Heh, yeah, we originally used a picture of a dog toy with a bunch of spikes that we felt evoked the look of the underwater mine icon used in the game. When I showed it to some friends and family, though, a few people told me the shape reminded them of the pictures of the microscopic coronavirus that had been all over the news for months at the time.
Once I saw that, I couldn't unsee it, and didn't want it to distract a pandemic-addled public. So we found a similar pet toy with rounded bumps that looked like a mine without evoking the virus quite as strongly.
Since you've been writing about games longer than most of our writers (and since you are the editor of a popular games vertical), I'm curious about how you'd describe the current cultural moment in how people are thinking and talking about video games. And then: What do you want to see more of from writers and content creators?
That's a big question. On the one hand, thanks to the Internet, there are way more people writing about games and aggregate words being written about games than there were when Minesweeper came out in 1990 (when a handful of monthly glossy magazines were pretty much it). The explosion of voices and quality criticism and industry analysis available to a thoughtful reader today is beyond anything I could have dreamed of as a kid in journalism school.
On the other hand, I fear that explosion in the supply of game writing has led to a devaluing of writing about games as a profession. Having so many people creating so much good content -- many of them willing to do it for free -- makes it harder to grab enough attention to stand out and actually make it a vocation, rather than a hobby. There's also been a large, wholesale shift in attention to video makers and streamers that has lessened the demand for writing about games, for good or for ill.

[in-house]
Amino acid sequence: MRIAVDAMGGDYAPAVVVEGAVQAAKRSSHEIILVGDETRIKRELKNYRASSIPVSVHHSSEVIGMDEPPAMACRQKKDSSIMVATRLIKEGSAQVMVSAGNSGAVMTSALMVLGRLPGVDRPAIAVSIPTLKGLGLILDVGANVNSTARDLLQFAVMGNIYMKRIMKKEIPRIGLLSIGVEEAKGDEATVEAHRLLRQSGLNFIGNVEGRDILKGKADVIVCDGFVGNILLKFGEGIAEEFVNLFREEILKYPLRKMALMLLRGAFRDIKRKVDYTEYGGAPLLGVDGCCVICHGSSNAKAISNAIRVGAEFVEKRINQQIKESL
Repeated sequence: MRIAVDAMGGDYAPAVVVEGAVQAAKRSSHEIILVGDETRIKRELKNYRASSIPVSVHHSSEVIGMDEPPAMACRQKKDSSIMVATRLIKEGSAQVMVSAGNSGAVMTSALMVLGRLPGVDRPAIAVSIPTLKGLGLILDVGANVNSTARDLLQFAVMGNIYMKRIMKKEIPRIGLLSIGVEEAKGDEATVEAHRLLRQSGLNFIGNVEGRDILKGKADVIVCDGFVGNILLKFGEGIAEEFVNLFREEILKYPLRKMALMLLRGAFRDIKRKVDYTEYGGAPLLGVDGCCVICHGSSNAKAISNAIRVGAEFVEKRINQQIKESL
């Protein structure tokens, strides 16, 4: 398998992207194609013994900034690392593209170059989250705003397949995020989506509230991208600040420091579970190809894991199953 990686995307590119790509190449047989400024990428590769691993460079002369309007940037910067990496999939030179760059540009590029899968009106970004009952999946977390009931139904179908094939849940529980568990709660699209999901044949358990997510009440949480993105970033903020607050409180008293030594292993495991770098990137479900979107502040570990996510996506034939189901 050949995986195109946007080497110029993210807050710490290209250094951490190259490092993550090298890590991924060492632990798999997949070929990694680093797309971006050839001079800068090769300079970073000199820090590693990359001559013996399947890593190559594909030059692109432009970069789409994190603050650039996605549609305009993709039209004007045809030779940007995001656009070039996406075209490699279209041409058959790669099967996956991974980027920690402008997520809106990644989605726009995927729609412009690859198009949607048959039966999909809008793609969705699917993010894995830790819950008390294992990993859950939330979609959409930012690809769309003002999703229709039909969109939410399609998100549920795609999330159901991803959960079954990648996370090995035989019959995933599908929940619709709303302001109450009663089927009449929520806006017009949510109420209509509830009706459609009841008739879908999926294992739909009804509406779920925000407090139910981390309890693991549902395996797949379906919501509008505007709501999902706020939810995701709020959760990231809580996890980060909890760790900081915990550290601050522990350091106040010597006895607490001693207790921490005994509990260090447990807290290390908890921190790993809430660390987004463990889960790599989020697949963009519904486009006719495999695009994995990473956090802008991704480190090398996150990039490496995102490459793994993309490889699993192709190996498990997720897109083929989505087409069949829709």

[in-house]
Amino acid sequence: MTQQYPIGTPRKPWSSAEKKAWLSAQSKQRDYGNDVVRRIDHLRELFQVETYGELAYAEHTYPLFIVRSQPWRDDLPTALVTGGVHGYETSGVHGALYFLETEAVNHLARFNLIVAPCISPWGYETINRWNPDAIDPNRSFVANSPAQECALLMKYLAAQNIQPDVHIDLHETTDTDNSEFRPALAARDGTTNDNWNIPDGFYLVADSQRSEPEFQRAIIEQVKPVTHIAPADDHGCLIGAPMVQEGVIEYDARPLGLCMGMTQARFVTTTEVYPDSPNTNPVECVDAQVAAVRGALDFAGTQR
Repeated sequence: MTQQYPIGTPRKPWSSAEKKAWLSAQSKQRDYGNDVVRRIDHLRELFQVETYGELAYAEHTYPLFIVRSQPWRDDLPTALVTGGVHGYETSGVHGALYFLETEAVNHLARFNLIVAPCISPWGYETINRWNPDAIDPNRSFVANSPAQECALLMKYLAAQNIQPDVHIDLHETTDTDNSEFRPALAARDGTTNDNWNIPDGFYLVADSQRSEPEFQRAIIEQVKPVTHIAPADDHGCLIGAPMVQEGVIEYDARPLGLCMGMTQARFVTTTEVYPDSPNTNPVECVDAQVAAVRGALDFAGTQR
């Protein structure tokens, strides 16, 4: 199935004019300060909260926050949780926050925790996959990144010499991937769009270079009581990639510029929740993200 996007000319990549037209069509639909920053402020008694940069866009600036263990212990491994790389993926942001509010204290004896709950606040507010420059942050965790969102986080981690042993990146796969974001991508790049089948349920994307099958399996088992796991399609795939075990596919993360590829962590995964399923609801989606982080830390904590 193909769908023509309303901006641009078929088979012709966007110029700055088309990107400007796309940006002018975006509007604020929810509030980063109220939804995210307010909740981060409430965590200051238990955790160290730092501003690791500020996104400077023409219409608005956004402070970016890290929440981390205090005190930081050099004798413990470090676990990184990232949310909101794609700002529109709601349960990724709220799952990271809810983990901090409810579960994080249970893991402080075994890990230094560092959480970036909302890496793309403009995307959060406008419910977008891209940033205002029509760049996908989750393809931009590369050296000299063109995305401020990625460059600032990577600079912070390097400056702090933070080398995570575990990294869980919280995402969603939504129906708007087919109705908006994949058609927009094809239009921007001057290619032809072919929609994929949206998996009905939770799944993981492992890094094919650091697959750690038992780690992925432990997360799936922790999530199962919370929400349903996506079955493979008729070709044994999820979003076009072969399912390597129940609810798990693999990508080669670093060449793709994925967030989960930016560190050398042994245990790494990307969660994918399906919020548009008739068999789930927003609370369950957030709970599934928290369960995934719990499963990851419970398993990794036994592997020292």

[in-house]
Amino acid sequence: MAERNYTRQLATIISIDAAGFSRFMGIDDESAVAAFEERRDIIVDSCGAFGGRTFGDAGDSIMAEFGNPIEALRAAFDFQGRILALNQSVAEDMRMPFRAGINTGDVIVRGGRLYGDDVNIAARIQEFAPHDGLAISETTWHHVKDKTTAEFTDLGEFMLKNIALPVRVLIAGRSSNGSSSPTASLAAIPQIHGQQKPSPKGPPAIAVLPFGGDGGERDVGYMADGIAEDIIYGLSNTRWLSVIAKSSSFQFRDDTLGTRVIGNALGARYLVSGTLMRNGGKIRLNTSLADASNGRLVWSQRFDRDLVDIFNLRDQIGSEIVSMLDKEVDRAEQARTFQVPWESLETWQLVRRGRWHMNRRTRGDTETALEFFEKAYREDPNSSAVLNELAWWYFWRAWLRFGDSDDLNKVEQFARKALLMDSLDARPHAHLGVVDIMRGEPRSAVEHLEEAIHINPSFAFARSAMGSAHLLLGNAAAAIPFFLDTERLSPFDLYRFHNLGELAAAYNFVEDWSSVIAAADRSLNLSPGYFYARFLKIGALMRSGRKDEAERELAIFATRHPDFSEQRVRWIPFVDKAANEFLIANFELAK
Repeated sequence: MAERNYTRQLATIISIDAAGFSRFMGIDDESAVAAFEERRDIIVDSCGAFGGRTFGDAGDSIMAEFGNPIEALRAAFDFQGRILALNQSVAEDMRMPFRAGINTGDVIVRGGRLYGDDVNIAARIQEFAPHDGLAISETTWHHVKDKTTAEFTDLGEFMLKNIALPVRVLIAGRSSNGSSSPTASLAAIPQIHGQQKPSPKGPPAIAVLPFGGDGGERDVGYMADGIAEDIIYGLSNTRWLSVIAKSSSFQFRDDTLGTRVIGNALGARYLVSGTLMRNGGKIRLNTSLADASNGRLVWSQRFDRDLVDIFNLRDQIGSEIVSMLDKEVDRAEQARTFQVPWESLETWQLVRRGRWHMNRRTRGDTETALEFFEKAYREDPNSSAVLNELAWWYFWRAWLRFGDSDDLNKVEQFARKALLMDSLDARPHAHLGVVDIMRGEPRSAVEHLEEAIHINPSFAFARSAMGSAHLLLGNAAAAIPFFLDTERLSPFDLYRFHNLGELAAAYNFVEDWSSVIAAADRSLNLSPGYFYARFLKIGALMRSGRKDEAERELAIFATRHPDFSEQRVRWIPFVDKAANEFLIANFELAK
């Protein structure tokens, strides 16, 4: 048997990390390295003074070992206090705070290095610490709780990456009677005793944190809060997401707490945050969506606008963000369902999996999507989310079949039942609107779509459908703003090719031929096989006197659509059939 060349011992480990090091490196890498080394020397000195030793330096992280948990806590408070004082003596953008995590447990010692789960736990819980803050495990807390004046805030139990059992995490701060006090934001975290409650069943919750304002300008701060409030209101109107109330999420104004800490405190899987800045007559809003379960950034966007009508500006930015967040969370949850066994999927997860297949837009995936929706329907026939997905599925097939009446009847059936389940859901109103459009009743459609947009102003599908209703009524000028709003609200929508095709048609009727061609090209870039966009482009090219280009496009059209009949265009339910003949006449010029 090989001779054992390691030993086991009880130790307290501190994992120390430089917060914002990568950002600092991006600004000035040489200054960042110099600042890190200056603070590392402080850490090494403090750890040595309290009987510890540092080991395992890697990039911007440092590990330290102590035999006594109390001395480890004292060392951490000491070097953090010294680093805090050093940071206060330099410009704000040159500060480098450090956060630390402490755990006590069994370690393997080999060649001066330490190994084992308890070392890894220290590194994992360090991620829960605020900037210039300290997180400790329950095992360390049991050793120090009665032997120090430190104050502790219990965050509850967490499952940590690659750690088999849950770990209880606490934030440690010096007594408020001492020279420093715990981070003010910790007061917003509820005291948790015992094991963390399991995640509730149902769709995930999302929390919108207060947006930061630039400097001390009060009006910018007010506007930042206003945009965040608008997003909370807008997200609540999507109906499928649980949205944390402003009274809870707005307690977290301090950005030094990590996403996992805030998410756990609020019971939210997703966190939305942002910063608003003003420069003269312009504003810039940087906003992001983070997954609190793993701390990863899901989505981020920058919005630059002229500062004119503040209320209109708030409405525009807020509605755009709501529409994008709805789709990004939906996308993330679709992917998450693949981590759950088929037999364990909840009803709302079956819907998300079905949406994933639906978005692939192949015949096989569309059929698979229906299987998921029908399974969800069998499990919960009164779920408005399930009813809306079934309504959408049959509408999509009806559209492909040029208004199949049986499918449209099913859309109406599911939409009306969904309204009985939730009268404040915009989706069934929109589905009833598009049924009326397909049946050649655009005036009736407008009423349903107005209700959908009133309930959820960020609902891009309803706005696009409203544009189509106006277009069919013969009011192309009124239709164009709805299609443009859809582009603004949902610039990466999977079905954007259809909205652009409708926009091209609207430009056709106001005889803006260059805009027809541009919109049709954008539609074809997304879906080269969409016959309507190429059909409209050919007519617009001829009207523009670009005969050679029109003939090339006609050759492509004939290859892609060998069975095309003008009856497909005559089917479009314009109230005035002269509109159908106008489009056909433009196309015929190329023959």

If there's one thing I'd like to see more of, it's reporting on the people making games, especially in a historical context. The people who made some of the earliest titles aren't going to be around forever, and capturing their memories and thoughts for future generations is going to be worth a lot more than some hot take on the latest AAA shooter.
I also love deep dives into hyper-niche groups of players or creators, like the competitive Minesweeper community I talk about in the book. The stories about games I find most interesting these days are the ones about humans playing them in interesting ways, or molding them into completely new forms through playful experimentation.